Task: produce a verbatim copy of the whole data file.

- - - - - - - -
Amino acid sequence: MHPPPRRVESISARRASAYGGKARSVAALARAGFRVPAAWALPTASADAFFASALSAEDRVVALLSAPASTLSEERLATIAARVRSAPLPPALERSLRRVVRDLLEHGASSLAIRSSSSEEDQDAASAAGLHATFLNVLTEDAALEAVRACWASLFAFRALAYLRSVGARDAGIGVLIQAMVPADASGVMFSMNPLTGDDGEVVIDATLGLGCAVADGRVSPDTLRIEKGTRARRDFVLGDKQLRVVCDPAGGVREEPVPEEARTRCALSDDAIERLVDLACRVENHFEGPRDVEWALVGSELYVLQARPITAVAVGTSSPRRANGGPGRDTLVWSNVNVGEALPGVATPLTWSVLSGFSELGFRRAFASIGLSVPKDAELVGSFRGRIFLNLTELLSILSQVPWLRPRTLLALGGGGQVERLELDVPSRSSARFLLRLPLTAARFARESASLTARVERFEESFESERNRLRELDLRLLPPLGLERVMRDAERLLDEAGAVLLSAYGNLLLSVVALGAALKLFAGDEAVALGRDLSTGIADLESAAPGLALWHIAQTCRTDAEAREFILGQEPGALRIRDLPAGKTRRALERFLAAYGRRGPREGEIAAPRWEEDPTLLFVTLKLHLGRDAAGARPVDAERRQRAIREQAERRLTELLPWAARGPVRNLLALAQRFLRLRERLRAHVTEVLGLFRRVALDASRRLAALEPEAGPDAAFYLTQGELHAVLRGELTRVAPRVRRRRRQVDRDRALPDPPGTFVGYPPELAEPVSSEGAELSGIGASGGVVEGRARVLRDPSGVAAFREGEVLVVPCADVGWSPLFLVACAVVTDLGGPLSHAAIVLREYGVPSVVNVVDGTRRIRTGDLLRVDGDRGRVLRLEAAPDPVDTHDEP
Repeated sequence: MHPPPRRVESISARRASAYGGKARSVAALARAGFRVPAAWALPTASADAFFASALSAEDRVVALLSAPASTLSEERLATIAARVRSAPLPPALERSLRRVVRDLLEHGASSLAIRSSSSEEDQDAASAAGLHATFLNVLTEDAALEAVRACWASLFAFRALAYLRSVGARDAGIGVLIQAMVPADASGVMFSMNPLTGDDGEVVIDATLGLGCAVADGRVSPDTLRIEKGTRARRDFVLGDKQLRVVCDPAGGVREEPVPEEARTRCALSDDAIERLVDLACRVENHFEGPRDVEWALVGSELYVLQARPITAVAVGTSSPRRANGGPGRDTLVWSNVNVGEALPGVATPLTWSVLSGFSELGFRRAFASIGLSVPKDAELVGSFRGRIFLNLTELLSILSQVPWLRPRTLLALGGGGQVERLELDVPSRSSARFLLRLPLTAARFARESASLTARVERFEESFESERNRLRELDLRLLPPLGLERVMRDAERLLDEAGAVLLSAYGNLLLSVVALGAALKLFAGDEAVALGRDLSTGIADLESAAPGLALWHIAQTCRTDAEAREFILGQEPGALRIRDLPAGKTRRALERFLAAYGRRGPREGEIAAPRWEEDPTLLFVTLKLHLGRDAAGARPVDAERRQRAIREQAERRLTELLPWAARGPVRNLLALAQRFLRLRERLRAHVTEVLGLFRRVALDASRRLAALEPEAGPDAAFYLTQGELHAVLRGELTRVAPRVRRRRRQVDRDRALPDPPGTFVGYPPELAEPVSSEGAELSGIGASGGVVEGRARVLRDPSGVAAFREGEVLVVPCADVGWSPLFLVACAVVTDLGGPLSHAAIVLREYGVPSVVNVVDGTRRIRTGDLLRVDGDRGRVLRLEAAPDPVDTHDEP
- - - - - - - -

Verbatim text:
Amino acid sequence: MHPPPRRVESISARRASAYGGKARSVAALARAGFRVPAAWALPTASADAFFASALSAEDRVVALLSAPASTLSEERLATIAARVRSAPLPPALERSLRRVVRDLLEHGASSLAIRSSSSEEDQDAASAAGLHATFLNVLTEDAALEAVRACWASLFAFRALAYLRSVGARDAGIGVLIQAMVPADASGVMFSMNPLTGDDGEVVIDATLGLGCAVADGRVSPDTLRIEKGTRARRDFVLGDKQLRVVCDPAGGVREEPVPEEARTRCALSDDAIERLVDLACRVENHFEGPRDVEWALVGSELYVLQARPITAVAVGTSSPRRANGGPGRDTLVWSNVNVGEALPGVATPLTWSVLSGFSELGFRRAFASIGLSVPKDAELVGSFRGRIFLNLTELLSILSQVPWLRPRTLLALGGGGQVERLELDVPSRSSARFLLRLPLTAARFARESASLTARVERFEESFESERNRLRELDLRLLPPLGLERVMRDAERLLDEAGAVLLSAYGNLLLSVVALGAALKLFAGDEAVALGRDLSTGIADLESAAPGLALWHIAQTCRTDAEAREFILGQEPGALRIRDLPAGKTRRALERFLAAYGRRGPREGEIAAPRWEEDPTLLFVTLKLHLGRDAAGARPVDAERRQRAIREQAERRLTELLPWAARGPVRNLLALAQRFLRLRERLRAHVTEVLGLFRRVALDASRRLAALEPEAGPDAAFYLTQGELHAVLRGELTRVAPRVRRRRRQVDRDRALPDPPGTFVGYPPELAEPVSSEGAELSGIGASGGVVEGRARVLRDPSGVAAFREGEVLVVPCADVGWSPLFLVACAVVTDLGGPLSHAAIVLREYGVPSVVNVVDGTRRIRTGDLLRVDGDRGRVLRLEAAPDPVDTHDEP
Repeated sequence: MHPPPRRVESISARRASAYGGKARSVAALARAGFRVPAAWALPTASADAFFASALSAEDRVVALLSAPASTLSEERLATIAARVRSAPLPPALERSLRRVVRDLLEHGASSLAIRSSSSEEDQDAASAAGLHATFLNVLTEDAALEAVRACWASLFAFRALAYLRSVGARDAGIGVLIQAMVPADASGVMFSMNPLTGDDGEVVIDATLGLGCAVADGRVSPDTLRIEKGTRARRDFVLGDKQLRVVCDPAGGVREEPVPEEARTRCALSDDAIERLVDLACRVENHFEGPRDVEWALVGSELYVLQARPITAVAVGTSSPRRANGGPGRDTLVWSNVNVGEALPGVATPLTWSVLSGFSELGFRRAFASIGLSVPKDAELVGSFRGRIFLNLTELLSILSQVPWLRPRTLLALGGGGQVERLELDVPSRSSARFLLRLPLTAARFARESASLTARVERFEESFESERNRLRELDLRLLPPLGLERVMRDAERLLDEAGAVLLSAYGNLLLSVVALGAALKLFAGDEAVALGRDLSTGIADLESAAPGLALWHIAQTCRTDAEAREFILGQEPGALRIRDLPAGKTRRALERFLAAYGRRGPREGEIAAPRWEEDPTLLFVTLKLHLGRDAAGARPVDAERRQRAIREQAERRLTELLPWAARGPVRNLLALAQRFLRLRERLRAHVTEVLGLFRRVALDASRRLAALEPEAGPDAAFYLTQGELHAVLRGELTRVAPRVRRRRRQVDRDRALPDPPGTFVGYPPELAEPVSSEGAELSGIGASGGVVEGRARVLRDPSGVAAFREGEVLVVPCADVGWSPLFLVACAVVTDLGGPLSHAAIVLREYGVPSVVNVVDGTRRIRTGDLLRVDGDRGRVLRLEAAPDPVDTHDEP